New York

Herbert List

Charles Cowles Gallery

This extensive exhibition spans the career of West German photographer Herbert List. It includes work from the ’20s through the mid ’70s, and ably represents the photographer’s diverse output. List’s photographic world is charged with a multitude of psychological meanings. While his portraits of well-known figures such as Pablo Picasso and Jean Cocteau are his most widely recognized works, this show presents us with glimpses into his rarely seen homoerotic photography.

List is a master of efficient composition. Even his most abstracted images maintain a strict sense of order. Muted gray tones dominate almost all of his scenarios, so that a melancholy mood predominates. While some of his portraits are stiff and overdramatic, there is no denying his superior craftsmanship. Often the subjects in his photographs seem emotionally distant, so that attractive surface impressions gloss over any psychological insights.

These photographs demonstrate List’s keen ability to discover and create heightened moments of unreality. One of the photographer’s recurrent themes is the disguising of the self. In several images people wear stylized costume masks; for example, Der Eieresser, Hamburg (The egg eater, Hamburg), 1933, features a man in heavy clothing and gloves wearing a stiff mask and a goofy grin. He sits still, contemplating a cracked egg on a plate. This is lukewarm Surrealism, slightly twisted but ultimately less than compelling.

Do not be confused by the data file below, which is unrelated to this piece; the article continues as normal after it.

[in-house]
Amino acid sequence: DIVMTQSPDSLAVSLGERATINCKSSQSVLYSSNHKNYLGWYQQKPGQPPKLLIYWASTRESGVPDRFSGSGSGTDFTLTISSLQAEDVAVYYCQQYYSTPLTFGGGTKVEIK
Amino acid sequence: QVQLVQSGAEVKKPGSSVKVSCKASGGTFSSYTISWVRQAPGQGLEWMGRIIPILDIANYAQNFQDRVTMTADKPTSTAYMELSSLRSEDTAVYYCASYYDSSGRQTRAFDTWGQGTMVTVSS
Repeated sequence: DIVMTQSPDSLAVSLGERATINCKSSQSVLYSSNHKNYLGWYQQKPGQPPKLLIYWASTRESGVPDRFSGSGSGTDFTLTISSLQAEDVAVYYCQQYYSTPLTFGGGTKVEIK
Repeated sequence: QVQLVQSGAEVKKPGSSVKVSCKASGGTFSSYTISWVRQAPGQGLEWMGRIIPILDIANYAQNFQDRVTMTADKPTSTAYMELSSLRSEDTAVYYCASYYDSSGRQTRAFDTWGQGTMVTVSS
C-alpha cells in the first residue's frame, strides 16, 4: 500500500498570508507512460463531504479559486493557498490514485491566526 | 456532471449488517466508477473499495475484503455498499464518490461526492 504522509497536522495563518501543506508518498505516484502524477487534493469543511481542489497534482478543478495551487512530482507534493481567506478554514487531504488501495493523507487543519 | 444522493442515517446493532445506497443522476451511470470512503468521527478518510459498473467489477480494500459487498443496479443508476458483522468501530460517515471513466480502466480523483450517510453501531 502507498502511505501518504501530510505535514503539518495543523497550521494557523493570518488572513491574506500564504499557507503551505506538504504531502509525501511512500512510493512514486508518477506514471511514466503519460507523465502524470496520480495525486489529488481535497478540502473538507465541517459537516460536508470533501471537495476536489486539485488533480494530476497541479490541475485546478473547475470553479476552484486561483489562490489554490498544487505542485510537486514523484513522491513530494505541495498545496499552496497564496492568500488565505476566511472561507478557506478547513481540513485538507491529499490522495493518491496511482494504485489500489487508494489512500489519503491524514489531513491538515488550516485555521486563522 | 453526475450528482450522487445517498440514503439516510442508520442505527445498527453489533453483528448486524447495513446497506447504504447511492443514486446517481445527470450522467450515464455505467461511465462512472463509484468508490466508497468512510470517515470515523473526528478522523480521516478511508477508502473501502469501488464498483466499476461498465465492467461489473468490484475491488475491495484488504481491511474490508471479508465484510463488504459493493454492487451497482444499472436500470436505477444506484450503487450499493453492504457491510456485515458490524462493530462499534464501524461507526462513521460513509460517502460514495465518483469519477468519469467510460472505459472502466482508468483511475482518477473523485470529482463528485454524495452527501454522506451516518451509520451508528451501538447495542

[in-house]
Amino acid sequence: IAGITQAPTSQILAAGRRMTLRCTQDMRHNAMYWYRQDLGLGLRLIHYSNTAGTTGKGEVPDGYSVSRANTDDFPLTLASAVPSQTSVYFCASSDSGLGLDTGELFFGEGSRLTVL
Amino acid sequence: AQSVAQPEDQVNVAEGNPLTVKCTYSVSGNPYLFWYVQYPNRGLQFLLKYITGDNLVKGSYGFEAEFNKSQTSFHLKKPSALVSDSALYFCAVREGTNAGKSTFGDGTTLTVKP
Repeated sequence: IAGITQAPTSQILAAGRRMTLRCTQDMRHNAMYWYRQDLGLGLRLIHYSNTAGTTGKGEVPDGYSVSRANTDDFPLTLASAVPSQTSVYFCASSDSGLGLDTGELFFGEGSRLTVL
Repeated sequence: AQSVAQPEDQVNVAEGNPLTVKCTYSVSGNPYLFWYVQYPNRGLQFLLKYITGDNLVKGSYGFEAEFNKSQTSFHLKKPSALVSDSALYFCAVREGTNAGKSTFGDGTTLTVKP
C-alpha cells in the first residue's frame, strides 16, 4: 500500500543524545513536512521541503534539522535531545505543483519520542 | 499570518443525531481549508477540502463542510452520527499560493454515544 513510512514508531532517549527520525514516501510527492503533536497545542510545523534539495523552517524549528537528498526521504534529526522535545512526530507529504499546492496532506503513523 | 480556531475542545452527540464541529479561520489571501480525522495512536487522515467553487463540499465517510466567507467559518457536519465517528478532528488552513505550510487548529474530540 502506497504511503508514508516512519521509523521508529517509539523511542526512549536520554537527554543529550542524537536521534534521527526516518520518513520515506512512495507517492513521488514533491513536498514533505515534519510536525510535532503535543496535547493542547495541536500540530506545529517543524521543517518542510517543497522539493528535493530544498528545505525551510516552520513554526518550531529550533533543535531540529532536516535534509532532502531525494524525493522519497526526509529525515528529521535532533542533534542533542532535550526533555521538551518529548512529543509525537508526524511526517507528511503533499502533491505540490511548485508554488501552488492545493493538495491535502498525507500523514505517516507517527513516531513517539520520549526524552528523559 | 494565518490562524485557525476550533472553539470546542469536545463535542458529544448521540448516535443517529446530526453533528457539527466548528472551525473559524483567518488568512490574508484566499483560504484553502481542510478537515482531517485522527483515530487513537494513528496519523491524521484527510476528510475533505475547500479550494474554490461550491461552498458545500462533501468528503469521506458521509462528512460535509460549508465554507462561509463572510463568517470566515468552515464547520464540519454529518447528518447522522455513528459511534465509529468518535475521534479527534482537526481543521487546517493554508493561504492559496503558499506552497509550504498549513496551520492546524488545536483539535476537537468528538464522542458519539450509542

It is List’s art photographs of young men that are most intriguing here. These pictures epitomize the voyeuristic strain in photography, as well as the medium’s capacity to immortalize a fleeting moment of youthful beauty. The homoerotic content of the works seems courageous in light of the historical context. They are the most straightforward images in the exhibition, as they represent a certain type of eroticism taken to a specific level of clarity. They manifest a strong sense of longing for an unattainable, exaggerated ideal of beauty. At times List’s sensual preoccupations interfere with his artistic judgment, giving rise to work that is rather clichéd. For instance, Strong Boy, Baltic Sea, 1933, shows a nude young man standing among tall plant stalks, his back toward the camera. List presents his subject in a vulnerable position of objectification, and the work holds no more sway than gay soft pornography.

List does create some lyrical images, but many are so stylized and overheated that they border on kitsch. Shotputter, Hamburg, 1933, is an image of an Aryan-type youth, and it suffers from this macho excessiveness. List’s cropping makes the picture seem stilted and the model’s stiffness undercuts his portrayal of a superhuman figure. List is more successful when he tempers his imagery with a sense of enigma, as in Phantasy, Hamburg, 1934, in which a beautiful young man holds a small sculpture of a nude female, staring at it in bewilderment. The image has been double-exposed, accentuating its dreamlike disorientation.

Jude Schwendenwien